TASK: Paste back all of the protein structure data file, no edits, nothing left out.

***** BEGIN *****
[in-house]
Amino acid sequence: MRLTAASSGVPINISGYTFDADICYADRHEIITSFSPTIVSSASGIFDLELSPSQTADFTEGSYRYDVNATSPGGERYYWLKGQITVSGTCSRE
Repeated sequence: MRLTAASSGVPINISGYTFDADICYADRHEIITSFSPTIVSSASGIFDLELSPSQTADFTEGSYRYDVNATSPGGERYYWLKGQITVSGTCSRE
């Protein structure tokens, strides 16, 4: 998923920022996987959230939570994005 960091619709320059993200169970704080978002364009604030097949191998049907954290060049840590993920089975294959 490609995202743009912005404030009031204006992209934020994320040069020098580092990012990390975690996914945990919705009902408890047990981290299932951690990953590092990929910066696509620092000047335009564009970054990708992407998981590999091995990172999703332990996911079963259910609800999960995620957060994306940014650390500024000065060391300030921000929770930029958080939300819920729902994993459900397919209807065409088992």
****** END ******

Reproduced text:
[in-house]
Amino acid sequence: MRLTAASSGVPINISGYTFDADICYADRHEIITSFSPTIVSSASGIFDLELSPSQTADFTEGSYRYDVNATSPGGERYYWLKGQITVSGTCSRE
Repeated sequence: MRLTAASSGVPINISGYTFDADICYADRHEIITSFSPTIVSSASGIFDLELSPSQTADFTEGSYRYDVNATSPGGERYYWLKGQITVSGTCSRE
């Protein structure tokens, strides 16, 4: 998923920022996987959230939570994005 960091619709320059993200169970704080978002364009604030097949191998049907954290060049840590993920089975294959 490609995202743009912005404030009031204006992209934020994320040069020098580092990012990390975690996914945990919705009902408890047990981290299932951690990953590092990929910066696509620092000047335009564009970054990708992407998981590999091995990172999703332990996911079963259910609800999960995620957060994306940014650390500024000065060391300030921000929770930029958080939300819920729902994993459900397919209807065409088992």